It can be a tough nut to crack for airgunners. Mat Manning thinks inside the box to get the cull back on track

Squirrel control using an air rifle can be a real bind during the summer months. Dense foliage can make it virtually impossible to spot your quarry in the treetops, and the abundance of natural food means it’s difficult to pinpoint them to any specific area.

It was so much easier during the colder months, when the trees were bare and hungry squirrels were drawn out from their hiding places by the lure of the pheasant feeder. It was while bemoaning the challenges of summer squirrel shooting — compounded by the fact that the woods are no longer dotted with the gamekeeper’s grain hoppers — that I decided to try to create a squirrel-feeding station of my own.

hunter with airgun

Airguns really come into their own with this sort of pest control, especially when fitted with a sound moderator

My initial ideas revolved around setting up a grain feeder similar to the keeper’s. However, I felt that I needed to offer the squirrels something even more appealing to compete with the glut of natural food at this time of year. I also wanted something that would be more portable than the conventional drum-style hopper — a feeder that I could leave in situ for a week or two before ambushing the diners, then move it on to another part of the woods or on to another shoot altogether.

Peanuts seemed to be the obvious offering. From time to time, I am called upon to deal with squirrels that are making a nuisance of themselves in people’s gardens. The offending bushy-tails are usually concentrated around the bird feeders, where they enjoy a free meal of peanuts. Indeed, many of the squirrels I have shot in my own garden have been picked off while raiding the hanging nut feeders.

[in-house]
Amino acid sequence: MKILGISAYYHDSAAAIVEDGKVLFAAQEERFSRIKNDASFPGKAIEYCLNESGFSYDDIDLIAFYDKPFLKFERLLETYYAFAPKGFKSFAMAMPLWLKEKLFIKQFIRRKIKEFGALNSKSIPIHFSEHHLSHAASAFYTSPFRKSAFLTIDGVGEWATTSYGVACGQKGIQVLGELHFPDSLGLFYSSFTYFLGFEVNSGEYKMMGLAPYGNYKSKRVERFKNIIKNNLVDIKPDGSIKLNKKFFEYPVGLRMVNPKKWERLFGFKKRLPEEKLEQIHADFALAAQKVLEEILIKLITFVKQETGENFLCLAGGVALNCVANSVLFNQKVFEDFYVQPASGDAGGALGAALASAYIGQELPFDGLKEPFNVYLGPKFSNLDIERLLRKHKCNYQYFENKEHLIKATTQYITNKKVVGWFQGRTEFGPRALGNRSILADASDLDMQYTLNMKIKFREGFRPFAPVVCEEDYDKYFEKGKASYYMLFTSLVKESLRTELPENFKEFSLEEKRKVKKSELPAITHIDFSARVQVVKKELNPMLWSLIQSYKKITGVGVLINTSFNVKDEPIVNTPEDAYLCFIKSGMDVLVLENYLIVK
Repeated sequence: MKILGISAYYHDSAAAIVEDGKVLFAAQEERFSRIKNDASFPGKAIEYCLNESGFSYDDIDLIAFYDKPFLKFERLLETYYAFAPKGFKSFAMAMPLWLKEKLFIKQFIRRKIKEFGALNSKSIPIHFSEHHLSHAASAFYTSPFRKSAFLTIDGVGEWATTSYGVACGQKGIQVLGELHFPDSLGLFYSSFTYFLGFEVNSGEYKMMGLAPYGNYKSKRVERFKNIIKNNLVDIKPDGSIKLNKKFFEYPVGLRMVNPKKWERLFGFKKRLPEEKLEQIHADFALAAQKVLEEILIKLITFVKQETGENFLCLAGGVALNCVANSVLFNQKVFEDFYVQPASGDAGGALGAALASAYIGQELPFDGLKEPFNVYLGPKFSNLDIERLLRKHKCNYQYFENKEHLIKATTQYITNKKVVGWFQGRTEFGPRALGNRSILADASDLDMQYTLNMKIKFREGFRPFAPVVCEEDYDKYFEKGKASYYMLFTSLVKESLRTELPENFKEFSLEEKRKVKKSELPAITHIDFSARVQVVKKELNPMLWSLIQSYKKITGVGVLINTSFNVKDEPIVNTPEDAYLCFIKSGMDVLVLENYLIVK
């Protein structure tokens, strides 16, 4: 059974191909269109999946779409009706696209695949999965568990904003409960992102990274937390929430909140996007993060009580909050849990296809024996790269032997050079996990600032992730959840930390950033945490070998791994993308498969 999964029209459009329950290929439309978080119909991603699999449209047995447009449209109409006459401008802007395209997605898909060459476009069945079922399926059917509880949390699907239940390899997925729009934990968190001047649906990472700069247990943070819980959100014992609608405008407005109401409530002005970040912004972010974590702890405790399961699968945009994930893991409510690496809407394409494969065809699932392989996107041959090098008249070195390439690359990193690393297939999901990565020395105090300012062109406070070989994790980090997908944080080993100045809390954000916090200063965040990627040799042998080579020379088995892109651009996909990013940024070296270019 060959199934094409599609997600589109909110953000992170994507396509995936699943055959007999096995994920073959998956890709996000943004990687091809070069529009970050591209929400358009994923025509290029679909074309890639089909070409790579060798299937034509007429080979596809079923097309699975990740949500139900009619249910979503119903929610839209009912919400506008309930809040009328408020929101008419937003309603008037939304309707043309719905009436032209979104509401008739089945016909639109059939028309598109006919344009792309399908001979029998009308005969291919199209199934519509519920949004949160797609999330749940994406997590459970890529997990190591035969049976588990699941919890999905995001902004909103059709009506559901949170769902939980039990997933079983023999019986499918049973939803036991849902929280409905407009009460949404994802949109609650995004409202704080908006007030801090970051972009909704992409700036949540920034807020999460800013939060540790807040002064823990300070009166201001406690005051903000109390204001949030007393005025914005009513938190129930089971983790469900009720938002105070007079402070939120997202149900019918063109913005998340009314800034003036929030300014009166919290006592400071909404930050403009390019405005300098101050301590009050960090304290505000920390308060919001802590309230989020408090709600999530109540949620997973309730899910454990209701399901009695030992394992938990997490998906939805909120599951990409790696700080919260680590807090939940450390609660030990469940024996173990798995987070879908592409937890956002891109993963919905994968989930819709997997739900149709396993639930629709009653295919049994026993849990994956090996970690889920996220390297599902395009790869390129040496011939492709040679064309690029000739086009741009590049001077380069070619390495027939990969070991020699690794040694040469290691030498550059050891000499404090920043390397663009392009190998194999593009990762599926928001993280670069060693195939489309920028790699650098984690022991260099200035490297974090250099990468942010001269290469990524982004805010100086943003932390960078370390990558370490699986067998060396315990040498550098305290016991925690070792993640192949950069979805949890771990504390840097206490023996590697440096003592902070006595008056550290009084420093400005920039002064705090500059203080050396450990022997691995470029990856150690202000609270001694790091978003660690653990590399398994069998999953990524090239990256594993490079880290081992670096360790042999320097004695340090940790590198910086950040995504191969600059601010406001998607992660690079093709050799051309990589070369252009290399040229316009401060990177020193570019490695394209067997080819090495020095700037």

wooden squirrel hopper

The wooden hopper’s contents spill onto a small trough in front of a hole at the base, creating honeypot areas in which squirrels can be targeted

My initial attempts at fixing shallow wooden trays to trees brought some success, but their limited capacity meant they were quickly emptied and the constant trips to top them up became a nuisance. So, over the past couple of years, I’ve been using a wooden hopper. It’s a simple box that, once loaded with peanuts, gradually spills its contents into a small trough in front of a hole at the base, courtesy of gravity. These boxes can easily be set up and moved from tree to tree, and only need filling once or twice a week, depending on the number of squirrels in the vicinity. So far, they have given excellent results, enabling me to create honeypot areas where I can target squirrels throughout the year.

peanut filled hopper

Woodland conflict

Apart from being useful in the summer, the feeders also mean that I can set up feeding stations in woods that are not used by pheasant shoots and where I’m unable to depend on the lure of the gamekeeper’s grain —woods where squirrels are conflicting either with timber or conservation management. The only downside is that squirrels are inclined to chew through the wooden box, with the result that the front section needs to be replaced from time to time. I’m trying to persuade a friend to knock up a metal version in order to overcome the problem.

I try to set up my feeders in areas where the squirrels are present in high concentrations, identified either by seeing squirrels or their dreys, or by locating the tree species they like best. The feeder is then set up about 5ft off the ground. This is high enough to keep it out of the way of badgers but low enough for me to top up without any great difficulty.